Directed by Eric Drath
Eric Drath has now been involved in this series four times as a director, to the detriment of the series. I don’t want to rip on him too much, as his films have been quite serviceable, but unfortunately nothing more. Robbed may be his weakest yet. It tells the story of Ali-Norton III, which took place in New York City’s Yankee Stadium in September of 1976, the same time when the city’s police force was striking for higher pay. As a result, the fight became a sideshow to the protests from the cops and the general disarray that surrounded the stadium and multiple celebrities in attendance. However, the fight itself remains notable for its controversial decision in favor of Muhammad Ali, when almost all in attendance were convinced Ken Norton had finally pulled through for a moment to hang his career on, a victory over the loudmouth champ.
Where Drath fails is really in content. The story is there, and is a compelling one, but he never surrounds the bare bones with any meat to chew on. I understand the short format makes it challenging to fully flesh out all the intriguing details of a story, but Drath seemingly wastes 16 minutes on generalizations. For the most part, the story is completely told by talking heads and brief clips of the fight itself. It needs more file footage of the rioting/protesting/mess that surrounded the stadium. If the footage doesn’t exist, then we need more first hand accounts, and more specific examples then “there was unruliness outside”. And for a film that calls itself Robbed to describe how Norton was robbed of winning the fight by a judge’s decision, it sure seems to lack sufficient video evidence of the fight. As I say, there are fleeting punches documented, but ultimately Drath spends too much time with talking heads describing the fight than he does showing the viewer the fight.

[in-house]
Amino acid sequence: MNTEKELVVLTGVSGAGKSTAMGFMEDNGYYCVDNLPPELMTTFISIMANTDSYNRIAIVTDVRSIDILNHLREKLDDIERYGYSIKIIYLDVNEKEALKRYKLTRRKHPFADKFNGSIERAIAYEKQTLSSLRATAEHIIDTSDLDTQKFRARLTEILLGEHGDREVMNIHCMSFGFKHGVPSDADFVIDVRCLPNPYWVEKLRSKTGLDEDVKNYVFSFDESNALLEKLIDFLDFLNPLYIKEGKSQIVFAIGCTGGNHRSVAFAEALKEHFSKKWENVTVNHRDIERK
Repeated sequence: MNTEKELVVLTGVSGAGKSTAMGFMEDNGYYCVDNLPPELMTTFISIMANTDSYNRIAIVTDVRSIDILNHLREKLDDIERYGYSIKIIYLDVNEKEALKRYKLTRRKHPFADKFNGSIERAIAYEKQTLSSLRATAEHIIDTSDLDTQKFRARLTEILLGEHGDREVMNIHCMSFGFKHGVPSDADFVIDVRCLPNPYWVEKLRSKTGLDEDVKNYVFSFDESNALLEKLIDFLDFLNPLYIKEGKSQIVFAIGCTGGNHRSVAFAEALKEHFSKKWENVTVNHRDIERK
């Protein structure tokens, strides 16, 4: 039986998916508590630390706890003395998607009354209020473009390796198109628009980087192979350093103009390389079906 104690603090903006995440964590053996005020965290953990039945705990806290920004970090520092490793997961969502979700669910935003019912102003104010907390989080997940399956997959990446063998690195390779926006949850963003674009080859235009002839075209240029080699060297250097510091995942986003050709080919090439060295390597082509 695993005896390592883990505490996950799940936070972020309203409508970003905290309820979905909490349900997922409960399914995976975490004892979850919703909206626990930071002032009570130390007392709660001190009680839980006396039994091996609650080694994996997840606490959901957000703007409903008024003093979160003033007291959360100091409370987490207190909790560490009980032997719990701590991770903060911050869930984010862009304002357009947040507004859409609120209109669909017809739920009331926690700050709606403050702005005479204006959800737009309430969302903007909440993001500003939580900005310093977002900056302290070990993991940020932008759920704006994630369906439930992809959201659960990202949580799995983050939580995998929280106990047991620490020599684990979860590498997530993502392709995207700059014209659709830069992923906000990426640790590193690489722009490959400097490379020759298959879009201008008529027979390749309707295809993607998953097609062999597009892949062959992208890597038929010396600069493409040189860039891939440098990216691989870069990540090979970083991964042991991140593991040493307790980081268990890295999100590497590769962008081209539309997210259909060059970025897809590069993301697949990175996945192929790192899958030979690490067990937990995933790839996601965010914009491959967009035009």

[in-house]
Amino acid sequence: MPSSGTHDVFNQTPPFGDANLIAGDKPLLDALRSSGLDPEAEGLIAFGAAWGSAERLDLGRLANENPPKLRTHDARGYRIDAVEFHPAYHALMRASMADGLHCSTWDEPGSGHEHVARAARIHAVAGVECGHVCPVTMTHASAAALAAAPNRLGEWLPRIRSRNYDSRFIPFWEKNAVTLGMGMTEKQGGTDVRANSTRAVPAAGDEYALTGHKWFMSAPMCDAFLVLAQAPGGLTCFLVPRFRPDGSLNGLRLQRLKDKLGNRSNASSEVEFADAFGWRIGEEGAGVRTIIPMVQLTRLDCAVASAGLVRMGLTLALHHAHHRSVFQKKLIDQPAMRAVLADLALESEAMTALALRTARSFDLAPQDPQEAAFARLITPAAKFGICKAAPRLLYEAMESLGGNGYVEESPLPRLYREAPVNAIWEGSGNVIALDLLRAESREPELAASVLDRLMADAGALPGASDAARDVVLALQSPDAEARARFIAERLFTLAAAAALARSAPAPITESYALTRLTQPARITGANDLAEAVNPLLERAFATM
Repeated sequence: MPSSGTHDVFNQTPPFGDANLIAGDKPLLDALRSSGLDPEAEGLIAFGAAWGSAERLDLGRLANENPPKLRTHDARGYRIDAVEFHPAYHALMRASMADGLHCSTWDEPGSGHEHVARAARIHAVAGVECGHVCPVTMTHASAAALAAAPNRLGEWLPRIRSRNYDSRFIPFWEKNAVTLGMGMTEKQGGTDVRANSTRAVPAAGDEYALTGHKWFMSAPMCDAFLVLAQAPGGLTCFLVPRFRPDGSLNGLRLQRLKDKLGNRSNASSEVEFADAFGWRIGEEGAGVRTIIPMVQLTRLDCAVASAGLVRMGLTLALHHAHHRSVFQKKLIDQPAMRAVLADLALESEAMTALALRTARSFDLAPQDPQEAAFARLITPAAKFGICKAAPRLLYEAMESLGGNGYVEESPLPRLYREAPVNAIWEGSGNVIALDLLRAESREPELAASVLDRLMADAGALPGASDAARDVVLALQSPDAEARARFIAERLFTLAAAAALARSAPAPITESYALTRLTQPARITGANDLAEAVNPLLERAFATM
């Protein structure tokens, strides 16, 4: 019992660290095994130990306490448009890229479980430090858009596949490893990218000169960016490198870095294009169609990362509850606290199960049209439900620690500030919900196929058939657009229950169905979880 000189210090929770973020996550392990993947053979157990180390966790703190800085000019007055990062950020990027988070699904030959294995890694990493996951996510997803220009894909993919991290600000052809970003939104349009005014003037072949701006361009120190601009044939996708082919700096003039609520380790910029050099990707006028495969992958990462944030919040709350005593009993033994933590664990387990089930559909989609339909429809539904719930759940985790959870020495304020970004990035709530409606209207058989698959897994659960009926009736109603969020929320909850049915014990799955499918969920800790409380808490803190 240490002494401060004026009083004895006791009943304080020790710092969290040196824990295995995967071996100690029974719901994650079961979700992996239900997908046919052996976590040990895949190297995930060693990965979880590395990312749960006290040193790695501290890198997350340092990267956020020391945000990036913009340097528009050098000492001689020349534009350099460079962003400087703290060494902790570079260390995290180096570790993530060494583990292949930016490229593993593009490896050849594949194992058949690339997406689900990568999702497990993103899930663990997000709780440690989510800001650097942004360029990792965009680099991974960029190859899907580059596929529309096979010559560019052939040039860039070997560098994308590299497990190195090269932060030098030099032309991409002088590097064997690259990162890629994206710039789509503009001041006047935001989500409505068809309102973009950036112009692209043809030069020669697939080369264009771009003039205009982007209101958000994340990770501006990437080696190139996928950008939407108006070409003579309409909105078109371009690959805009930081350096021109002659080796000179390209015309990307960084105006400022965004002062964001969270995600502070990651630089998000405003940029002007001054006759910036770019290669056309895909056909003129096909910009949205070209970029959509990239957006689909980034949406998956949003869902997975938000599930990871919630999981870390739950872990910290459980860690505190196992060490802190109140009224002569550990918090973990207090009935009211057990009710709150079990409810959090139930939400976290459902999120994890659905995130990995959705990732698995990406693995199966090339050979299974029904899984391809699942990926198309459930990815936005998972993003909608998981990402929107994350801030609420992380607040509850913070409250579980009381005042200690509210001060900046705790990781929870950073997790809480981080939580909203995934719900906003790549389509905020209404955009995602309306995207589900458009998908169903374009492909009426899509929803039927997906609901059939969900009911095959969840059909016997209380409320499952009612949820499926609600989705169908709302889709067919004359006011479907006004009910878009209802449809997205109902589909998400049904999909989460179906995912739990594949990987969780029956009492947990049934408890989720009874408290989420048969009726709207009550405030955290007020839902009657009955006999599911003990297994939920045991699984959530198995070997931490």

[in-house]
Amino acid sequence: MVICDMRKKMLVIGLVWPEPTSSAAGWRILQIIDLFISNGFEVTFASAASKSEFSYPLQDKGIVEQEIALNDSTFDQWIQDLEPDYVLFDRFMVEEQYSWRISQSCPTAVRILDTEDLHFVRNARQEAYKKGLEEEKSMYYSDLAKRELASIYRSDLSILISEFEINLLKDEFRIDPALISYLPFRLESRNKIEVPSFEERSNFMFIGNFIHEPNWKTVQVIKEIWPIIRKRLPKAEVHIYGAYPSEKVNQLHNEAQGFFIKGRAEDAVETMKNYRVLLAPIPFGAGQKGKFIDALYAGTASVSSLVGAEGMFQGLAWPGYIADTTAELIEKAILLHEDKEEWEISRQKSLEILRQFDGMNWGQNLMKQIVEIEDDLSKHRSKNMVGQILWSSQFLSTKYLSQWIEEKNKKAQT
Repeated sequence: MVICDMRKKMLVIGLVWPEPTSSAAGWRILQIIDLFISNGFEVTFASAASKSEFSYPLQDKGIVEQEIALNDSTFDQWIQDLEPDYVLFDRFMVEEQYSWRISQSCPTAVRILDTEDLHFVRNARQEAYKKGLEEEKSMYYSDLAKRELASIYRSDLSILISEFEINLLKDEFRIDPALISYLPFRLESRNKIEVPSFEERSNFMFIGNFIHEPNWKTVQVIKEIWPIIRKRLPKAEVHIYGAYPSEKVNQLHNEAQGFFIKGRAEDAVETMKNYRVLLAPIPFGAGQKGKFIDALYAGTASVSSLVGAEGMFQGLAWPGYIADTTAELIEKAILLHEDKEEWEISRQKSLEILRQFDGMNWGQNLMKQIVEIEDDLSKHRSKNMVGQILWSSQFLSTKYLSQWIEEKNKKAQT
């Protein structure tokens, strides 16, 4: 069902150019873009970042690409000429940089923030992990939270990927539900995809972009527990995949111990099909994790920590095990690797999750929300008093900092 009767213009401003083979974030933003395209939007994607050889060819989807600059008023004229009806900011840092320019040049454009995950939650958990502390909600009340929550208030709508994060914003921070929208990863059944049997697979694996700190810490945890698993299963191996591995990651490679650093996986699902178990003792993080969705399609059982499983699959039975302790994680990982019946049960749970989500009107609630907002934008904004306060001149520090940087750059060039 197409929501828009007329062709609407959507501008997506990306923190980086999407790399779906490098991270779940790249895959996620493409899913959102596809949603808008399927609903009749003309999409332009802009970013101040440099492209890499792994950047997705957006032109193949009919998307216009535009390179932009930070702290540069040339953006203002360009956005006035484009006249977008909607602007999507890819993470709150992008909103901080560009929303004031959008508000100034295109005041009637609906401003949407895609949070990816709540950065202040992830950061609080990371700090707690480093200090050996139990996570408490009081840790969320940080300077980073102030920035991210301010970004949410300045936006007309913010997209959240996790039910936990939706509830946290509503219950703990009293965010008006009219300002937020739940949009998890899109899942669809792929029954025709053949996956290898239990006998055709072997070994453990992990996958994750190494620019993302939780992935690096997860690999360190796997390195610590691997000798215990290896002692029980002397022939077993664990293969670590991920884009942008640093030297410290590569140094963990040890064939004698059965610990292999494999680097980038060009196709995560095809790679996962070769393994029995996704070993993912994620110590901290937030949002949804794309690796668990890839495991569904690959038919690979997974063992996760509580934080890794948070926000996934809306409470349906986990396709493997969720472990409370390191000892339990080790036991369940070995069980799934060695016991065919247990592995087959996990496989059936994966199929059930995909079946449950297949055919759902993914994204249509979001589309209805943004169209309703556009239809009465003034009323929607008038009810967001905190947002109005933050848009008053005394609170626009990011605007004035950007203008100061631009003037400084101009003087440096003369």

His best achievement in the series to date, Renee was much more curious about its subject than Drath seems interested in here. Robbed feels like a lazy attempt to reenter the arena of 30 for 30 for Drath. It seems unfortunate that neither Ali or Norton were able to be interviewed for the film, but that can’t be helped by the filmmaker. I would have liked to have heard what they had to say about their experience in the ring, and around the stadium that day (it was hinted Norton had difficulty even making his way into the stadium prior to the fight). The film strained to ever delve into any small details like that. For documentary films I have noticed that the best often make an effort to highlight such small, interesting details, while the ones who paint with broad strokes, highlighting only the obvious larger storyline often fail to impress or capture my attention.